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Iran accuses foreign forces of raising Gulf 'insecurity'

September 22, 2019

Iranian President Hassan Rouhani has sharply criticized the presence of foreign troops in the Gulf after the US deployed more soldiers to the Middle East. He also vowed to present a peace plan for the volatile region.

Iranian President Hassan Rouhani
Image: picture-alliance/AP Photo/Iranian Presidency Office

Iranian President Hassan Rouhani said on Sunday that his country should lead regional security in the strategic Persian Gulf and denounced the presence of foreign troops there. "Foreign forces can cause problems and insecurity for our people and for our region," he said in a televised speech at an annual military parade.  

His statement comes after the United States ordered the deployment of additional troops to the Middle East amid rising tensions following a series of attacks on the oil-rich region's energy infrastructure.

Read more: Why Trump shouldn't run the North Korea playbook on Iran

Saudi Arabia and the United States have accused Iran of carrying out the attacks on Saudi oil facilities on September 14, in what was the largest-ever assault on oil facilities of the world's top oil exporter. Iran has denied involvement in the attack, which was claimed by Yemen's Houthi movement, a group aligned with Iran and currently fighting a Saudi-led alliance in Yemen's civil war.

Saudi Arabia has called the strikes on Abqaiq and Khurais facilities a test of global will to preserve international order, and will look to form a united front at the United Nations General Assembly.

A peace plan?

"We are not someone who will violate the borders of others just as we will not allow anyone to violate our borders," Rouhani said. The Iranian president's comments come a day after the chief of Iran's powerful Revolutionary Guard, General Hossein Salami, threatened the "destruction of any aggressor."

Read more: Iranians 'stuck in a vicious cycle' over US tensions

Rouhani also said he would present a peace plan to the United Nations in the coming days.

"In this sensitive and important historical moment, we announce to our neighbors that we extend the hand of friendship and brotherhood to them," he said.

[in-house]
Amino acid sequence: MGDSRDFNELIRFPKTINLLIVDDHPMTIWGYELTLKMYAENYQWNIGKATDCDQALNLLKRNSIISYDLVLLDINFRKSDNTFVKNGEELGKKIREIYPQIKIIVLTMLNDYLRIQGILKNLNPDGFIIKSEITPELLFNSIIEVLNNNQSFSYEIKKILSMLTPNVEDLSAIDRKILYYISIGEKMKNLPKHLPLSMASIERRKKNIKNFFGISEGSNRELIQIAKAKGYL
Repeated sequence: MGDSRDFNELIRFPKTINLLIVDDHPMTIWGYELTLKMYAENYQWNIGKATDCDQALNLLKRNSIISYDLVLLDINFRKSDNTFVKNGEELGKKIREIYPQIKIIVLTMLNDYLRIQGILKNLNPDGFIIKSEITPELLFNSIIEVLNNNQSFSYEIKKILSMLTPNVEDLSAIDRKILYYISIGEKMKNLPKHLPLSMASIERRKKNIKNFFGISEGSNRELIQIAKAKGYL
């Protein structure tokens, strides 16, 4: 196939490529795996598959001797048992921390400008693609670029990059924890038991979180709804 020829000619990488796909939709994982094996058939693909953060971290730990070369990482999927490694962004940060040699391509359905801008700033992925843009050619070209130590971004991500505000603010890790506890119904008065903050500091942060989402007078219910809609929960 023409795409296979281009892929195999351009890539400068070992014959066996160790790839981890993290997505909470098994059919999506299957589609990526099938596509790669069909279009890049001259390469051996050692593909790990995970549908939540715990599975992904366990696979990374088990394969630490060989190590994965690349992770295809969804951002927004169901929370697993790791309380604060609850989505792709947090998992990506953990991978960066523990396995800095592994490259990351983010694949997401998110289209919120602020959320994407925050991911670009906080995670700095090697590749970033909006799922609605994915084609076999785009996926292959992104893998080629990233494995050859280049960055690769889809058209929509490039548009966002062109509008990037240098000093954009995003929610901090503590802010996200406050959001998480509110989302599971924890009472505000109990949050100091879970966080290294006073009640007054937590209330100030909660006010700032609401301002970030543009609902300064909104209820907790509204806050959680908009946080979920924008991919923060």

The Iranian leader is expected to travel to New York on Monday, a day before the start of the United Nations General Assembly.

In Tehran, Sunday's military parade marked the 39th anniversary of the eight-year war with Iraq that began when Saddam Hussein invaded Iran in 1980. Similar parades were held in many major cities and towns across the country. State TV showed long-range missiles, speed boats and warships as part of the ceremonies commemorating the anniversary of the war with Iraq.

Pressure tactics

Tensions between Tehran and Washington have been on the rise since May last year when President Donald Trump unilaterally withdrew the United States from a 2015 international nuclear deal and later began reimposing unilateral sanctions in a campaign of "maximum pressure."

In response, Iran has started reducing its commitments to the nuclear deal. The US then deployed an aircraft carrier strike group and a bomber task force to the strategic waterways near Iran, before sending B-52 bombers, an amphibious assault ship and a Patriot missile battery.

The United States is also leading a maritime coalition, which includes the UAE, Saudi Arabia, Bahrain, the UK and Australia, to secure the area's waterways and vital oil trade routes.

sri/sms (AP, AFP, Reuters)

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